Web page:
Welcome to Blues Talk! In this pioneering series of video lectures, one for each bar of a 12-bar blues (and all of which are hyperlinked at the bottom of this page), I'm going to introduce you to the blues--but with a difference.
Instead of offering you glib generalities couched in blithe (or irritable) absolutisms, I'm going to do my best to undercut every myth that has attached itself to the music over the years. Instead of a dry, documentarian, "history of the blues" approach, I'm going to take you deep inside the minds, hearts, and souls of the music's creators, recreating the sociohistorical and aesthetic horizons that confronted them as they sought to leave their mark on the world. Whenever possible, I'm going to ground my claims in what the musicians themselves have had to say.
The blues tradition isn't just about the music. It's about powerful and often conflicted feelings that circulate within the music, sourcing it decisively (many have argued) in the historical struggles of African Americans to achieve full personhood on American soil. It's about the blues ethos, a philosophical orientation towards life that shows up at many points in the music and culture. It's about a whole range of ideas--including mistaken ideas--that have swirled around the music, and about a world of poems, plays, novels, and autobiographies that have emerged along with the music.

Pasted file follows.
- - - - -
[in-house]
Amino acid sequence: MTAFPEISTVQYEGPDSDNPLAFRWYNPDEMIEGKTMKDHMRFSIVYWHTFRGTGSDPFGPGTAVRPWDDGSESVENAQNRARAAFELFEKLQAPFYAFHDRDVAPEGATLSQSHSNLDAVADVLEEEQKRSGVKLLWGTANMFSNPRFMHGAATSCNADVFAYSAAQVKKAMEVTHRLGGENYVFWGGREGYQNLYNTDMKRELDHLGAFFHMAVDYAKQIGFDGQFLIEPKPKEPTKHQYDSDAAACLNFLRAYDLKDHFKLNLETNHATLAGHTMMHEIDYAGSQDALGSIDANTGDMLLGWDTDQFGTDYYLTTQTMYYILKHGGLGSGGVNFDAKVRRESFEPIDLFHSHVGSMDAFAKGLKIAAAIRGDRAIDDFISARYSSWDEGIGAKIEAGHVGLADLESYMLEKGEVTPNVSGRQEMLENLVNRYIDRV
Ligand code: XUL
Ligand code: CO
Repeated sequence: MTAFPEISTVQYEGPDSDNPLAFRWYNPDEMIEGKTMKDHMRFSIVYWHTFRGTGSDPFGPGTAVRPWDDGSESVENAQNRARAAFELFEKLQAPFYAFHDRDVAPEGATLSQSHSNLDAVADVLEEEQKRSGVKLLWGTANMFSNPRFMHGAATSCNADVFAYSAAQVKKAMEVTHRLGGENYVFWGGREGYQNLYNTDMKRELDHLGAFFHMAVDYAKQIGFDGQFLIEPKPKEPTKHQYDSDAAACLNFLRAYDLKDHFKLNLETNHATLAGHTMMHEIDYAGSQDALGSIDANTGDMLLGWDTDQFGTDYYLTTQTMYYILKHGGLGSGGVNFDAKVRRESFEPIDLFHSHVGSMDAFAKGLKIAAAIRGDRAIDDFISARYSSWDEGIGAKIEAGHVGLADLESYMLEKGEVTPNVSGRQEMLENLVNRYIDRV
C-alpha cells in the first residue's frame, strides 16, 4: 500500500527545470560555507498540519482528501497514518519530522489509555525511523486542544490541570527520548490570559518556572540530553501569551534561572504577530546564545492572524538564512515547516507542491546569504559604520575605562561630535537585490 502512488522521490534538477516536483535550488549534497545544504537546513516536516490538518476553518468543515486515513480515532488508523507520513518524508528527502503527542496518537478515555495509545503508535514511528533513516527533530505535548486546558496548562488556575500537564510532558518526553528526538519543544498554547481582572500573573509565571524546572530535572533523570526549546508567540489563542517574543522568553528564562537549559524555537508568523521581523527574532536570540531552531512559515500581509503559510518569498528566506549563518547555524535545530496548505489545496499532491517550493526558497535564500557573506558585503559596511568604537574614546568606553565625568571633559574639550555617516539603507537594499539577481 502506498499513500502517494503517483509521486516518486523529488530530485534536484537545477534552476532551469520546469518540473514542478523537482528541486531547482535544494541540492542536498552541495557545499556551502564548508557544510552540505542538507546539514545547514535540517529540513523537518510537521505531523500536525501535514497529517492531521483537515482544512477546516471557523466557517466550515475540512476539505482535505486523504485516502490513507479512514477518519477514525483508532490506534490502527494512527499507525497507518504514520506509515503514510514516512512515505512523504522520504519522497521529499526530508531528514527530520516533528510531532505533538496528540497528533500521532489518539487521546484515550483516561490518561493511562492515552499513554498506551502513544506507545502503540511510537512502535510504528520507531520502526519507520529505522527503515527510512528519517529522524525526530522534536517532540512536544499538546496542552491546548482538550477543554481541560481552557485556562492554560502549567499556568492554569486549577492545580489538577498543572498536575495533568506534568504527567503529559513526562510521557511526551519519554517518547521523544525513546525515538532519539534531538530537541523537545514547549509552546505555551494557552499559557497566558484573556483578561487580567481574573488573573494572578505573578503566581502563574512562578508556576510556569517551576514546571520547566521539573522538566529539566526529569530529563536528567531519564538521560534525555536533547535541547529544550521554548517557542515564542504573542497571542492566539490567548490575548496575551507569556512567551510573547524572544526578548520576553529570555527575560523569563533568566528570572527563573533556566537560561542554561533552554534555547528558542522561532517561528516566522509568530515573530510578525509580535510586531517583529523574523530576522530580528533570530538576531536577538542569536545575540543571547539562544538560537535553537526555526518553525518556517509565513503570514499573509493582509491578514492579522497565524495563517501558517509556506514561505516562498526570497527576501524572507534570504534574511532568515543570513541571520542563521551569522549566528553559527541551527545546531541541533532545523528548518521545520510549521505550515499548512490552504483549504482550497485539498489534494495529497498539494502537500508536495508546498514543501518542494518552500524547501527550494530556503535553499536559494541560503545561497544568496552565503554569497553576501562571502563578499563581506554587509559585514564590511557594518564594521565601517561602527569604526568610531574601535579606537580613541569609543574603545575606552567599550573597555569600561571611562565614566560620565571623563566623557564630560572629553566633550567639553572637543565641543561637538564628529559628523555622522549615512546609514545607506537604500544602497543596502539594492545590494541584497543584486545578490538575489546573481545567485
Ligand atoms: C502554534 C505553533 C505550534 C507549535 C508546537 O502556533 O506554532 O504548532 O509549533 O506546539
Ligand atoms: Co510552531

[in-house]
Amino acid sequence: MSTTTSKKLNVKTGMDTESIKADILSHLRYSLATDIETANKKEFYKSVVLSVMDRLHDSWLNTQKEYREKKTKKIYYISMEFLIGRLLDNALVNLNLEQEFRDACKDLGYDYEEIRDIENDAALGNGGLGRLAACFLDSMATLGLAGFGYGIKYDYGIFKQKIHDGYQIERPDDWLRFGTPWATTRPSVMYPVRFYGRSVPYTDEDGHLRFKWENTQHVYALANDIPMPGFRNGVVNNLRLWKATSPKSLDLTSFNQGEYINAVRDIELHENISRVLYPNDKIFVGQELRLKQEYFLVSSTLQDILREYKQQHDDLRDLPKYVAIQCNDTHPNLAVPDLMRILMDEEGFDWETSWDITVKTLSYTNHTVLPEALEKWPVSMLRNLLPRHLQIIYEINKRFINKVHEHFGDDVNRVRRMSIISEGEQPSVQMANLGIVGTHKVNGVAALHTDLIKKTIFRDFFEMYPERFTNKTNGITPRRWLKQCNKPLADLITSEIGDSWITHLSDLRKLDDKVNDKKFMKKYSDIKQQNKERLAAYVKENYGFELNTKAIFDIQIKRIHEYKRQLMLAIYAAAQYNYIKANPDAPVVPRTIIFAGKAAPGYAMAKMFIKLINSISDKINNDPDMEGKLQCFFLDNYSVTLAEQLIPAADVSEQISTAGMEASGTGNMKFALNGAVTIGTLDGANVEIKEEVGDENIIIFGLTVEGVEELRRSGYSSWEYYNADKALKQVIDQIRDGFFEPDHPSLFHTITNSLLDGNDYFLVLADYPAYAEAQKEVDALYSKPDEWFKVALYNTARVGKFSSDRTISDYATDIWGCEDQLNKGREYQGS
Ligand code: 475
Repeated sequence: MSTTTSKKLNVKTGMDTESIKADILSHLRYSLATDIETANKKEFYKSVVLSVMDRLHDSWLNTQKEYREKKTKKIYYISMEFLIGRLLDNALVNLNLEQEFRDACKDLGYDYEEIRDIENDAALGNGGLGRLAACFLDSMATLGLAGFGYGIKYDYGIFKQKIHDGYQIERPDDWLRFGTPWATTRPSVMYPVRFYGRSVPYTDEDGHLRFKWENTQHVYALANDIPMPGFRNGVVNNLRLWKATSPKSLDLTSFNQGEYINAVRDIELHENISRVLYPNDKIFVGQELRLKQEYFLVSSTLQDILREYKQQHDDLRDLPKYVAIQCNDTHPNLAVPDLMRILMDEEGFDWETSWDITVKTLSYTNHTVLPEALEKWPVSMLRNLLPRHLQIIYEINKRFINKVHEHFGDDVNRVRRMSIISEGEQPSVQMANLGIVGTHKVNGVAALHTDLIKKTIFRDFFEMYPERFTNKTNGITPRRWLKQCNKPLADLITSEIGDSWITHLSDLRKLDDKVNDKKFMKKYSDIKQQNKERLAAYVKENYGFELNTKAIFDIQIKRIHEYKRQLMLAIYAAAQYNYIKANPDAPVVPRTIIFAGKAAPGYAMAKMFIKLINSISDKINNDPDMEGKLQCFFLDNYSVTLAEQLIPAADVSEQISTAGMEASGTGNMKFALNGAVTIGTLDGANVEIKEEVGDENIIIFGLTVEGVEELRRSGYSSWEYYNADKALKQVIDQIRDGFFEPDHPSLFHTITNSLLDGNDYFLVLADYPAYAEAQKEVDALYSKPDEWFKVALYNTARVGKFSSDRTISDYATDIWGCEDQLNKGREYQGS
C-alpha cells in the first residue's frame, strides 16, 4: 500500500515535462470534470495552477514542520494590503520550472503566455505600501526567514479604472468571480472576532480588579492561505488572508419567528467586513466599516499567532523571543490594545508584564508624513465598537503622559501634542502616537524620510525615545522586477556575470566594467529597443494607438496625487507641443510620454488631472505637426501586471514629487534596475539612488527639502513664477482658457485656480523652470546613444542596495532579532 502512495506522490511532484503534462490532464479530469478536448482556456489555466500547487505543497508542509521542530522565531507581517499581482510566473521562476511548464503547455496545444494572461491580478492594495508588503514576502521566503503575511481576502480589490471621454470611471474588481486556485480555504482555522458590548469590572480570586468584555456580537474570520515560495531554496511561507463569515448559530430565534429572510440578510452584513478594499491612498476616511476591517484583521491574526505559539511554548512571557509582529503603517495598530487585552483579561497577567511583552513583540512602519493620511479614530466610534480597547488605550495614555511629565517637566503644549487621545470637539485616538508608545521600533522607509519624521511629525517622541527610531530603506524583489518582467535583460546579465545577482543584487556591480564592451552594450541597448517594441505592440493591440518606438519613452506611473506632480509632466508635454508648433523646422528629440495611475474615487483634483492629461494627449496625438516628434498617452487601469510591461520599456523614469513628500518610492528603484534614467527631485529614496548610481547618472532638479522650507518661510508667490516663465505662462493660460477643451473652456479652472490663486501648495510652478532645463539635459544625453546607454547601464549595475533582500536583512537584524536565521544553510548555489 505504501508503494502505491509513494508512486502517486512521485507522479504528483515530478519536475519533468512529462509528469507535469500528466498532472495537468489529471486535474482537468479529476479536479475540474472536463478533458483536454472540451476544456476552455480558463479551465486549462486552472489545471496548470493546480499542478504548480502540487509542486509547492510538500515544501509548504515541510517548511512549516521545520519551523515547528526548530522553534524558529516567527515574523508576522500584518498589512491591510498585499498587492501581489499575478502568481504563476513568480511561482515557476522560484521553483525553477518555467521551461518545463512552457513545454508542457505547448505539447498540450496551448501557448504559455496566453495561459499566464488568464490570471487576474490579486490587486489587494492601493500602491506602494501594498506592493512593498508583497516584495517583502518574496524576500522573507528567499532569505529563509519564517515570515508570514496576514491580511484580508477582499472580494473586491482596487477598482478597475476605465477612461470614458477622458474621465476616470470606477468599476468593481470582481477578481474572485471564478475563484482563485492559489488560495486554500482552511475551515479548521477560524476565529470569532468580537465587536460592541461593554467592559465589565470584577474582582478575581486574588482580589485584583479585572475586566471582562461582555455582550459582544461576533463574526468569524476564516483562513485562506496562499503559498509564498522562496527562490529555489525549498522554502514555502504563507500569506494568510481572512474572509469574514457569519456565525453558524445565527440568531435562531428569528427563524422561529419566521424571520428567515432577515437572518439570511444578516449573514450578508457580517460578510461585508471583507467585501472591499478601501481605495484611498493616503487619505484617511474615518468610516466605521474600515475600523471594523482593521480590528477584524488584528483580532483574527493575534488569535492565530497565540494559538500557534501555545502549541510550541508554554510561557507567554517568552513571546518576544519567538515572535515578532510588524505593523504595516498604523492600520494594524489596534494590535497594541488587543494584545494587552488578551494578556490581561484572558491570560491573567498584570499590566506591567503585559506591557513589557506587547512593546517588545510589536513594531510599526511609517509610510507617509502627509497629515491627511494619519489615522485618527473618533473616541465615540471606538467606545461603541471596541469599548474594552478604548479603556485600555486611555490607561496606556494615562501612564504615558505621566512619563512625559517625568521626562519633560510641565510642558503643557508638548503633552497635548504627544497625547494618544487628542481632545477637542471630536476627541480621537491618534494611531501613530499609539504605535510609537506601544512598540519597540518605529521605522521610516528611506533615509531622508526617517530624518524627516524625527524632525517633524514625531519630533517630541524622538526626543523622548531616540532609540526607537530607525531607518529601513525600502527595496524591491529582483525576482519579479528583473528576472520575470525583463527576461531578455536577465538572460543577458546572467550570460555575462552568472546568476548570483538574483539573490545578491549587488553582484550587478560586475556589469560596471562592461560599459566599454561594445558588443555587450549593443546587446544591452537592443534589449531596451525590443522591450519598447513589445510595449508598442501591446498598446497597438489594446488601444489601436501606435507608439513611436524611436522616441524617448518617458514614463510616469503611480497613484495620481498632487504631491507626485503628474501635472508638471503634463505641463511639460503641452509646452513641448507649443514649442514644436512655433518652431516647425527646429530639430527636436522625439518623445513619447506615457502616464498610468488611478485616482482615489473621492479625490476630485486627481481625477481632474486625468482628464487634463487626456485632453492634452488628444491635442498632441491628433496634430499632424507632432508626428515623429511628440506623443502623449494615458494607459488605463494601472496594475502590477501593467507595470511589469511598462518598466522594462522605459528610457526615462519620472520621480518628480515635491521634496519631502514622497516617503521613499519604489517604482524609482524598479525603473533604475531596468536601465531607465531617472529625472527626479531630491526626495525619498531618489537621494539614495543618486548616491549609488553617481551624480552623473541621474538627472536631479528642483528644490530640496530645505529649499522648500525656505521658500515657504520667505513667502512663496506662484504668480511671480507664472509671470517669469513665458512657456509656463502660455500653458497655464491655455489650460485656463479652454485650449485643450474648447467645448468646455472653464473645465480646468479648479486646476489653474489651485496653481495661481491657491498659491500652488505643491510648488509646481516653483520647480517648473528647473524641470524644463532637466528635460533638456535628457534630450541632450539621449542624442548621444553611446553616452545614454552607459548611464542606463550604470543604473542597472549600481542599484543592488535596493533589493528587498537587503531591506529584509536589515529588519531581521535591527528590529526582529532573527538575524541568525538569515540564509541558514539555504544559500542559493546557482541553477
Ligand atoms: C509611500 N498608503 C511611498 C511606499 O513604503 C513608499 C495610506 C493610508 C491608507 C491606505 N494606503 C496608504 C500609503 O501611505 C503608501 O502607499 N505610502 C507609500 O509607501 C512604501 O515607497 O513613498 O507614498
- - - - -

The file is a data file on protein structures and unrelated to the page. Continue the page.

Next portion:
As a blues harmonica player with three decades of performing experience and an associate professor of English and Southern Studies at the University of Mississippi, I've been teaching undergraduate and graduate classes in the blues tradition--music, culture, and literature--for almost 15 years. I've written three award-winning books on the blues. Many of my insights are drawn from my 25-year partnership with Sterling "Mr. Satan" Magee, a Mississippi-born bluesman with whom I busked the sidewalks of Harlem back in the late 1980s and worked the club and festival circuit for almost a decade after that. The talk I talk comes from the walk I've walked.